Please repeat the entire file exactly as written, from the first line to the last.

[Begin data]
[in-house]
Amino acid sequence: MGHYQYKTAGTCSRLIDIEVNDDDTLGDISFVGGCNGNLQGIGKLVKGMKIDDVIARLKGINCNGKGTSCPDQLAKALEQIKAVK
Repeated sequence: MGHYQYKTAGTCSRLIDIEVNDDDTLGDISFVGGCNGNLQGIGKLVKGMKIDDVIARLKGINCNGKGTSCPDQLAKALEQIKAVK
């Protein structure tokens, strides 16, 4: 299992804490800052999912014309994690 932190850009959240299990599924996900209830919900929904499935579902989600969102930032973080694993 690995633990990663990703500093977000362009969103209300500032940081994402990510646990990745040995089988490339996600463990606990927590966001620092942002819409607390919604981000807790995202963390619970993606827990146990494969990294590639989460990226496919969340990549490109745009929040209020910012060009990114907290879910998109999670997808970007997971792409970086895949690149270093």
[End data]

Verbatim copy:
[in-house]
Amino acid sequence: MGHYQYKTAGTCSRLIDIEVNDDDTLGDISFVGGCNGNLQGIGKLVKGMKIDDVIARLKGINCNGKGTSCPDQLAKALEQIKAVK
Repeated sequence: MGHYQYKTAGTCSRLIDIEVNDDDTLGDISFVGGCNGNLQGIGKLVKGMKIDDVIARLKGINCNGKGTSCPDQLAKALEQIKAVK
């Protein structure tokens, strides 16, 4: 299992804490800052999912014309994690 932190850009959240299990599924996900209830919900929904499935579902989600969102930032973080694993 690995633990990663990703500093977000362009969103209300500032940081994402990510646990990745040995089988490339996600463990606990927590966001620092942002819409607390919604981000807790995202963390619970993606827990146990494969990294590639989460990226496919969340990549490109745009929040209020910012060009990114907290879910998109999670997808970007997971792409970086895949690149270093």